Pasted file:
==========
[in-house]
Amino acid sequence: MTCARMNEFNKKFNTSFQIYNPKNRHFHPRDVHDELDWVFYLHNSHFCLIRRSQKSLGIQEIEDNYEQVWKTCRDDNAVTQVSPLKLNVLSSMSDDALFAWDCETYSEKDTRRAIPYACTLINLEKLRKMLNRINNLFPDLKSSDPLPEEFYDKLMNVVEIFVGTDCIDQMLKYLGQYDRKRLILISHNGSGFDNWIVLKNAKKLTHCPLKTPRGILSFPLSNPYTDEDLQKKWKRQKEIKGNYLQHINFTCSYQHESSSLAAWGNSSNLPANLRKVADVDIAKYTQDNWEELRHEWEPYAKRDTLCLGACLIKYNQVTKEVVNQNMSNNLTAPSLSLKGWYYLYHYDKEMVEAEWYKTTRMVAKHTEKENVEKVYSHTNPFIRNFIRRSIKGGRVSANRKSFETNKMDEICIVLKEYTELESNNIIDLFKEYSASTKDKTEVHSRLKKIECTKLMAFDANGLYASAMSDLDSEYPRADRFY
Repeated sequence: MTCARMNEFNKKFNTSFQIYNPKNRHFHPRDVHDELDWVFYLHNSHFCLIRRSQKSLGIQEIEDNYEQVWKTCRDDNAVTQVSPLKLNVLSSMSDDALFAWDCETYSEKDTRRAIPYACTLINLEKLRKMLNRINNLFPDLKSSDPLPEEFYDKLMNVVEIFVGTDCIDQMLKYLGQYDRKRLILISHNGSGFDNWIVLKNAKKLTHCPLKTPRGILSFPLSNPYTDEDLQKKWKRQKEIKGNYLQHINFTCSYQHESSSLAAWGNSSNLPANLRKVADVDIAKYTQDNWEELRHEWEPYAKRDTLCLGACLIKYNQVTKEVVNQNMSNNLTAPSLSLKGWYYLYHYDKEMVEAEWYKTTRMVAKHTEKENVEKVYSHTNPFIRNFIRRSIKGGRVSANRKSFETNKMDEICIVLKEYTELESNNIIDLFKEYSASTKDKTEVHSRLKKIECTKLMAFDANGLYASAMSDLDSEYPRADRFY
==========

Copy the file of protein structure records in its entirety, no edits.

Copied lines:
[in-house]
Amino acid sequence: MTCARMNEFNKKFNTSFQIYNPKNRHFHPRDVHDELDWVFYLHNSHFCLIRRSQKSLGIQEIEDNYEQVWKTCRDDNAVTQVSPLKLNVLSSMSDDALFAWDCETYSEKDTRRAIPYACTLINLEKLRKMLNRINNLFPDLKSSDPLPEEFYDKLMNVVEIFVGTDCIDQMLKYLGQYDRKRLILISHNGSGFDNWIVLKNAKKLTHCPLKTPRGILSFPLSNPYTDEDLQKKWKRQKEIKGNYLQHINFTCSYQHESSSLAAWGNSSNLPANLRKVADVDIAKYTQDNWEELRHEWEPYAKRDTLCLGACLIKYNQVTKEVVNQNMSNNLTAPSLSLKGWYYLYHYDKEMVEAEWYKTTRMVAKHTEKENVEKVYSHTNPFIRNFIRRSIKGGRVSANRKSFETNKMDEICIVLKEYTELESNNIIDLFKEYSASTKDKTEVHSRLKKIECTKLMAFDANGLYASAMSDLDSEYPRADRFY
Repeated sequence: MTCARMNEFNKKFNTSFQIYNPKNRHFHPRDVHDELDWVFYLHNSHFCLIRRSQKSLGIQEIEDNYEQVWKTCRDDNAVTQVSPLKLNVLSSMSDDALFAWDCETYSEKDTRRAIPYACTLINLEKLRKMLNRINNLFPDLKSSDPLPEEFYDKLMNVVEIFVGTDCIDQMLKYLGQYDRKRLILISHNGSGFDNWIVLKNAKKLTHCPLKTPRGILSFPLSNPYTDEDLQKKWKRQKEIKGNYLQHINFTCSYQHESSSLAAWGNSSNLPANLRKVADVDIAKYTQDNWEELRHEWEPYAKRDTLCLGACLIKYNQVTKEVVNQNMSNNLTAPSLSLKGWYYLYHYDKEMVEAEWYKTTRMVAKHTEKENVEKVYSHTNPFIRNFIRRSIKGGRVSANRKSFETNKMDEICIVLKEYTELESNNIIDLFKEYSASTKDKTEVHSRLKKIECTKLMAFDANGLYASAMSDLDSEYPRADRFY